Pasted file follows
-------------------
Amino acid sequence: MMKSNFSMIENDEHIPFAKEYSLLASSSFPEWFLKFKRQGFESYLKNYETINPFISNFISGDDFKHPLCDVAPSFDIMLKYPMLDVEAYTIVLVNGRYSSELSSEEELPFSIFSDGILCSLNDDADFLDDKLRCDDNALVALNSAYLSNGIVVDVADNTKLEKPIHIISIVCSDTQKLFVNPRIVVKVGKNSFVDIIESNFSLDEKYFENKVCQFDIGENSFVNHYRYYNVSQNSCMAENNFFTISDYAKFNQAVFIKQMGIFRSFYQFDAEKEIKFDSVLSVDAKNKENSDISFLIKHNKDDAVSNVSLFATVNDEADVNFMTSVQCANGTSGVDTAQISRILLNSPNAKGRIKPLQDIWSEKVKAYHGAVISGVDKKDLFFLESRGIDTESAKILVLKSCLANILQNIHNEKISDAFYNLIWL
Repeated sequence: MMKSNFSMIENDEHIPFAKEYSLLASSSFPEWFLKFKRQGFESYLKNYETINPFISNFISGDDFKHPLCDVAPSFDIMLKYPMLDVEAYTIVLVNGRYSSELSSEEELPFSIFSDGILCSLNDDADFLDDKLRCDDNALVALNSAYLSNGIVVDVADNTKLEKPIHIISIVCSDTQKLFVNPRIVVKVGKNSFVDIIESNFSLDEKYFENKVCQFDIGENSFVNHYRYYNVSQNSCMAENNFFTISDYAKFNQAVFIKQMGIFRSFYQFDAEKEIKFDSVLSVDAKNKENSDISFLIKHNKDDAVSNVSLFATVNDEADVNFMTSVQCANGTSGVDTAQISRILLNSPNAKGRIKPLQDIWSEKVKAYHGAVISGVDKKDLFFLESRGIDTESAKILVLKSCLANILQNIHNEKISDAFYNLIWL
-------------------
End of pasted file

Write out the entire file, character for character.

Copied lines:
Amino acid sequence: MMKSNFSMIENDEHIPFAKEYSLLASSSFPEWFLKFKRQGFESYLKNYETINPFISNFISGDDFKHPLCDVAPSFDIMLKYPMLDVEAYTIVLVNGRYSSELSSEEELPFSIFSDGILCSLNDDADFLDDKLRCDDNALVALNSAYLSNGIVVDVADNTKLEKPIHIISIVCSDTQKLFVNPRIVVKVGKNSFVDIIESNFSLDEKYFENKVCQFDIGENSFVNHYRYYNVSQNSCMAENNFFTISDYAKFNQAVFIKQMGIFRSFYQFDAEKEIKFDSVLSVDAKNKENSDISFLIKHNKDDAVSNVSLFATVNDEADVNFMTSVQCANGTSGVDTAQISRILLNSPNAKGRIKPLQDIWSEKVKAYHGAVISGVDKKDLFFLESRGIDTESAKILVLKSCLANILQNIHNEKISDAFYNLIWL
Repeated sequence: MMKSNFSMIENDEHIPFAKEYSLLASSSFPEWFLKFKRQGFESYLKNYETINPFISNFISGDDFKHPLCDVAPSFDIMLKYPMLDVEAYTIVLVNGRYSSELSSEEELPFSIFSDGILCSLNDDADFLDDKLRCDDNALVALNSAYLSNGIVVDVADNTKLEKPIHIISIVCSDTQKLFVNPRIVVKVGKNSFVDIIESNFSLDEKYFENKVCQFDIGENSFVNHYRYYNVSQNSCMAENNFFTISDYAKFNQAVFIKQMGIFRSFYQFDAEKEIKFDSVLSVDAKNKENSDISFLIKHNKDDAVSNVSLFATVNDEADVNFMTSVQCANGTSGVDTAQISRILLNSPNAKGRIKPLQDIWSEKVKAYHGAVISGVDKKDLFFLESRGIDTESAKILVLKSCLANILQNIHNEKISDAFYNLIWL